Synopses & Reviews
Experience great adventures in the company of Kings and Queens, talking animals and magical creatures in the fourth stunning volume A cat had made acquaintance with a mouse, and had spoken so much of the great love and friendship she felt for her, that at last the Mouse consented to live in the same house with her, and to go shares in the housekeeping. 'But we must provide for the winter or else we shall suffer hunger,' said the Cat. 'You, little Mouse, cannot venture everywhere in case you run at last into a trap.' First published in 1894, this extensive fairy tale anthology was edited by Andrew Lang, a pioneering author and critic. By bringing together folk tales from all over the world and having them translated into English, many for the first time, he was able to create rich and varied collections of stories, opening readers' eyes to a whole world of magical possibility overseas. Adults and children alike will enjoy the old favorites in this collection such as "The Emperor's New Clothes" along with the unsung gems such as "The Snow-Daughter and The Fire-Son" and "In the Land of Souls". The stories come from as far afield as Iceland and Greece and from such differing sources as Native American oral tradition and the Brothers Grimm.
Dancing princesses, golden eggs, and evil knights are found in this second volume of Andrew Lang's fairy tales gathered in the late 19th century
Once upon a time, in the middle of winter when the snow-flakes were falling like feathers on the earth, a Queen sat at a window framed in black ebony and sewed. And as she sewed and gazed out to the white landscape, she pricked her finger with the needle, and three drops of blood fell on the snow outside…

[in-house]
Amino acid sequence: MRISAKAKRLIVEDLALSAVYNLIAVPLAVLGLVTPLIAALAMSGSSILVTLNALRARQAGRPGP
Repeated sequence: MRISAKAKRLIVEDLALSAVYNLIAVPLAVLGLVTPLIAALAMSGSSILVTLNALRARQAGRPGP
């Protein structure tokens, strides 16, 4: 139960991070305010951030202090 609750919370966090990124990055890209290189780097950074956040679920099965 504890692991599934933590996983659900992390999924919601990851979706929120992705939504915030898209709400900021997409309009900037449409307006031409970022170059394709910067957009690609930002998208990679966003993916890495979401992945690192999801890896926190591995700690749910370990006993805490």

Andrew Lang began gathering fairy tales with the aim of conserving "the old stories that have pleased so many generations." This bold and eclectic anthology contains wonderful renditions of old favorites such as Jack and the Beanstalk and Rapunzel, as well as some little-known stories like The Death of Koschei the Deathless and The Nettle Spinner. Be transported to a land full of marvels and magic: a world of enchanted forests and isolated castles; of giants, fairies, and trolls; of treasure, music, and promise. Andrew Lang's fairy books helped to lay the foundation for our continuing fascination with fairy tales as entertainment and cultural objects. The book is republished here with a stunning red jacket, accompanied throughout by the original illustrations.
Heroes and villains, monsters and spirits adorn the pages of Andrew Lang's third collection of fairy tales
There was once upon a time a castle in the middle of a thick wood where lived an old woman quite alone, for she was an enchantress. In the daytime she changed herself into a cat or a night-owl, but in the evening she became like an ordinary woman again. She could entice animals and birds to come to her, and then she would kill and cook them. If a pretty girl came within her boundary, the old enchantress changed her into a bird, and shut her up in a wicker cage. She had quite seven thousand of such cages in the castle with very rare birds in them.
Andrew Lang's famous legacy of fairy books is here continued with the publication of the third title. Purchased and read all over the world, Langs books proved tremendously popular when first published and the spellbinding stories resonate to this day. This beautiful volume features renditions of old favorites such as "The Story of the Three Bears," "The Three Little Pigs," "The Magic Swan," and "The Story of the Fisherman and His Wife" along with some perhaps less well-known titles such as "The Enchanted Snake" and "Jack my Hedgehog."
About the Author
Andrew Lang (1844-1912) was a novelist, journalist, poet, and literary critic best known for his collections of fairy tales known as The Fairy Books.